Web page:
Family Law and eService in LASC

If service of process is a new part of your job, be sure to read How Service of Process Works to develop a 360-degree understanding about this crucial aspect of the court system.

However, even if service of process is all part of a day’s work for you, but you typically use traditional process serving methods, you’ll need to get up to speed about eService before you begin working with LASC’s Family Law Division.

A set of FAQs updated by LASC on Oct. 7. 2021 was created to help you do exactly that.

Below is a sampling of topics the complete list of FAQs addresses that has been edited for length. The unabridged version of these FAQs appears in the Court’s Family Law eFiling FAQ.

Q.) Can I use an EFSP to electronically serve other parties?

A.) Yes. EFSPs offer this service for a fee. Refer to the specific EFSP’s website to determine which service best fits your business needs.

Q.) What are the rules or guidelines for electronic service?

A.) Refer to California Rules of Court, rule 2.251 and Code of Civil Procedure Section 1010.6.

Q.) If I file electronically, have I consented to electronic service on this case?

A.) Yes. By efiling the document, you agree to accept electronic service at the electronic service address you provided.

The FAQ also includes information that addresses court requirements for courtesy copies and scanned documents. Here are three of them:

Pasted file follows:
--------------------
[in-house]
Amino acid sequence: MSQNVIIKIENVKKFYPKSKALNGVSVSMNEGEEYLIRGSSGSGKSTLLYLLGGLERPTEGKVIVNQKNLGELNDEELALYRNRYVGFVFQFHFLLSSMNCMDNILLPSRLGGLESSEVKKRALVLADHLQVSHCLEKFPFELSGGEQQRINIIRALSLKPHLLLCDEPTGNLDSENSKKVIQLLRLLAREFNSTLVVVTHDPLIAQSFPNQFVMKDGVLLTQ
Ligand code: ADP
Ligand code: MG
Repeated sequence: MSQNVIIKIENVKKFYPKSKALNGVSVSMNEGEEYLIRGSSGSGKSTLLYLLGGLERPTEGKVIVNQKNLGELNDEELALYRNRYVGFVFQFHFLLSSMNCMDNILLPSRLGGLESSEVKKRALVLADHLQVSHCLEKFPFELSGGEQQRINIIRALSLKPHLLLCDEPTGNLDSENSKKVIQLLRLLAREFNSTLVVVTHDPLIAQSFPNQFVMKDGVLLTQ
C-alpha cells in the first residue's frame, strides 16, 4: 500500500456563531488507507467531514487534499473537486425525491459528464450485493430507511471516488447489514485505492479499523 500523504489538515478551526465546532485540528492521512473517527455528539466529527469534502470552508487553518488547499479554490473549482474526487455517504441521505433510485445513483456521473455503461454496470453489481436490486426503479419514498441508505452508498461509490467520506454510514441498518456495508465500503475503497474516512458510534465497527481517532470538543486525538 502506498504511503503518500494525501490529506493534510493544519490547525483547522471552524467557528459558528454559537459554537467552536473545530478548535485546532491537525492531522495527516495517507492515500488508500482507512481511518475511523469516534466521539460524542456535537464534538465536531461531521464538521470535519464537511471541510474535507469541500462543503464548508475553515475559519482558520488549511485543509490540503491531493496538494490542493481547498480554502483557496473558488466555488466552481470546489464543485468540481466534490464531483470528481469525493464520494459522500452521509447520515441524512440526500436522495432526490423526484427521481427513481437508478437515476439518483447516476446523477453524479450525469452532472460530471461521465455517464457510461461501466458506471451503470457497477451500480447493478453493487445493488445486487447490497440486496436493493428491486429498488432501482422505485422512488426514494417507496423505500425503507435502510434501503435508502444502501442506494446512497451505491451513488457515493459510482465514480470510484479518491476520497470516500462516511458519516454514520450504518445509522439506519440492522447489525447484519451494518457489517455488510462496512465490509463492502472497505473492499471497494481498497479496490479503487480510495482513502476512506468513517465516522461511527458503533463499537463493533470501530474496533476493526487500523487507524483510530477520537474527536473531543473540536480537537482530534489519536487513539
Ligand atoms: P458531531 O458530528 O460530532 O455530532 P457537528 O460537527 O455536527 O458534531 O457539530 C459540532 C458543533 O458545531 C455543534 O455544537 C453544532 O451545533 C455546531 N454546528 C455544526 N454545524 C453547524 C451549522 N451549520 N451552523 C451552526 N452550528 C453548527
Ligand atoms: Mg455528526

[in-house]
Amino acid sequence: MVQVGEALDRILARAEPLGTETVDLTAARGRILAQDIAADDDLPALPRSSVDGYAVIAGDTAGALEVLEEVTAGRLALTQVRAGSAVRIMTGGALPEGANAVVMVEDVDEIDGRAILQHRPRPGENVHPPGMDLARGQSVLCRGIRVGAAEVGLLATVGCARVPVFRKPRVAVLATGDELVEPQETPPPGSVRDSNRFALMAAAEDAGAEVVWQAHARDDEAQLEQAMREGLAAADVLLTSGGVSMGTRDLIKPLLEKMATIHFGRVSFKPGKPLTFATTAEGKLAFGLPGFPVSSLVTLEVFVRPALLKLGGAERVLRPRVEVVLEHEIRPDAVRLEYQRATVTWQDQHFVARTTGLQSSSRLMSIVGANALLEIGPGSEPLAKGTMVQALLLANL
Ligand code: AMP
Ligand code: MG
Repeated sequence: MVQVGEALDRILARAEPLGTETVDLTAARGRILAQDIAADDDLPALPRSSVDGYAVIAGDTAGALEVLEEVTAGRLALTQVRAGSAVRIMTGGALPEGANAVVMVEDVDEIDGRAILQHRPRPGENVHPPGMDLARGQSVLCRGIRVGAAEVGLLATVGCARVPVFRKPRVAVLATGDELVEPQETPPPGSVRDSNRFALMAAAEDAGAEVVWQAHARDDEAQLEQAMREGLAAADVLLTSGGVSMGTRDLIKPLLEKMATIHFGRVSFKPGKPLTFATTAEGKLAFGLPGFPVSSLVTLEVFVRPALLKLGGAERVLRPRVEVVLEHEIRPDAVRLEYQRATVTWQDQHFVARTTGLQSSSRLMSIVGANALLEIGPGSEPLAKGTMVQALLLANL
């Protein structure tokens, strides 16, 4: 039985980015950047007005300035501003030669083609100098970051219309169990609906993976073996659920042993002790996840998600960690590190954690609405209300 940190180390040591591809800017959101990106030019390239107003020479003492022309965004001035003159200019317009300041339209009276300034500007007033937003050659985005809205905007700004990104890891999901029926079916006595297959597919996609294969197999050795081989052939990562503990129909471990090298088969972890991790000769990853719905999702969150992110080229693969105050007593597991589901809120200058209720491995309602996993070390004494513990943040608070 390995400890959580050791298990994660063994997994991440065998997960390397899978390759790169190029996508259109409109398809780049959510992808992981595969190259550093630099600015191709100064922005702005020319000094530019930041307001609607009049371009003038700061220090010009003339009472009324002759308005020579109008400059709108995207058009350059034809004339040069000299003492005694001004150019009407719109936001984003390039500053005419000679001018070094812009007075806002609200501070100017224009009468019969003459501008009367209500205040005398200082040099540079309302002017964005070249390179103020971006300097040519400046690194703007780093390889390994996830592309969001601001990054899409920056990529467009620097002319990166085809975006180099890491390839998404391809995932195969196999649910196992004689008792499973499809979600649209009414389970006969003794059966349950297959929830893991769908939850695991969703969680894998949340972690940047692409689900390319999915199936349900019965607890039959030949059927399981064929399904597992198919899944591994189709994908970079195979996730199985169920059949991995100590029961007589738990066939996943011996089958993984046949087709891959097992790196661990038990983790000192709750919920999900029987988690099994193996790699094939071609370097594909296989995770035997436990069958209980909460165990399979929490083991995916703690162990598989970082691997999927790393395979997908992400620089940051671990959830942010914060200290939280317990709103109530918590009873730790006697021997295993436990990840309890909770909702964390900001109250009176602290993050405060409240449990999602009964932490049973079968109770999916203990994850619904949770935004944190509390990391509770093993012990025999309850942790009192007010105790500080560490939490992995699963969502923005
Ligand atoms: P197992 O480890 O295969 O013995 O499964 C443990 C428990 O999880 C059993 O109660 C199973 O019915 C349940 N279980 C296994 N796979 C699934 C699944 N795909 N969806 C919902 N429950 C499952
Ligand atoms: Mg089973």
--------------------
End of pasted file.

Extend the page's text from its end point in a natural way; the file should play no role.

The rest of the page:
Q.) Do I need to submit a printed courtesy copy?

A.) A judicial officer may request a courtesy copy of documents as needed.

Q.) Does it matter what DPI (dots per inch) is used when scanning a document?

A.) Yes. The Trial Court Records Manual recommends 300 DPI resolution.

Q.) Do I need to scan a document that includes an original signature?

A.) No. Retention of original signed documents is governed by California Rules of Court.

These are just a few helpful tips you can use to make your eService successful. Be sure to check out the complete list in the Family Law eFiling FAQ

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Resources for eSuccess

There is plenty to be excited about with eFiling and eService making its way into LASC. Two things virtually every law firm can look forward to is less time spent on-task and a lower cost of doing business.

If you’d like to develop a more global view of how technology platforms are helping drive these positive changes be sure to check out the resources below. They’re fast, easy reads that you can use to strengthen your own position as a 21st century legal professional.

If you’re looking for an electronic filing service provider (EFSP) that can meet your court filing needs as well as provide an array of other valuable services, use the following three resources to find your ideal match.

Wondering how Rapid Legal Can Help?

Get off on the right foot when you eFile into LASC. Put the unrivaled industry experience and technology platform Rapid Legal provides to work for you. Book a demo or schedule a call with a Rapid Legal team member.

Information on this web page is current as of October 21, 2021. Please consult the Los Angeles Superior Court website to get the most up-to-date information about electronic filing for the Court.